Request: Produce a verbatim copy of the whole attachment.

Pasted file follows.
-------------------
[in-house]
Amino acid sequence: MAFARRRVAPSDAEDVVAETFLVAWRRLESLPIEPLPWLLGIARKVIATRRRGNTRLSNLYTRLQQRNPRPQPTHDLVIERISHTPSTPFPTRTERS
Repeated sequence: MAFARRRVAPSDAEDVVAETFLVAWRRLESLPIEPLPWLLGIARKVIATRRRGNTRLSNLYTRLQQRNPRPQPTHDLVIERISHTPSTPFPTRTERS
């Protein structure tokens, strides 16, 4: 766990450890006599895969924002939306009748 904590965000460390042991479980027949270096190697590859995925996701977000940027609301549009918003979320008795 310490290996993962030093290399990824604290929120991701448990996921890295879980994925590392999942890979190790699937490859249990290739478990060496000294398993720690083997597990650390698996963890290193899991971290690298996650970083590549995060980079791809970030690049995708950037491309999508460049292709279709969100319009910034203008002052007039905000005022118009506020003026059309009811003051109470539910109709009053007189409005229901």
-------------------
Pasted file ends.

[in-house]
Amino acid sequence: MAFARRRVAPSDAEDVVAETFLVAWRRLESLPIEPLPWLLGIARKVIATRRRGNTRLSNLYTRLQQRNPRPQPTHDLVIERISHTPSTPFPTRTERS
Repeated sequence: MAFARRRVAPSDAEDVVAETFLVAWRRLESLPIEPLPWLLGIARKVIATRRRGNTRLSNLYTRLQQRNPRPQPTHDLVIERISHTPSTPFPTRTERS
């Protein structure tokens, strides 16, 4: 766990450890006599895969924002939306009748 904590965000460390042991479980027949270096190697590859995925996701977000940027609301549009918003979320008795 310490290996993962030093290399990824604290929120991701448990996921890295879980994925590392999942890979190790699937490859249990290739478990060496000294398993720690083997597990650390698996963890290193899991971290690298996650970083590549995060980079791809970030690049995708950037491309999508460049292709279709969100319009910034203008002052007039905000005022118009506020003026059309009811003051109470539910109709009053007189409005229901």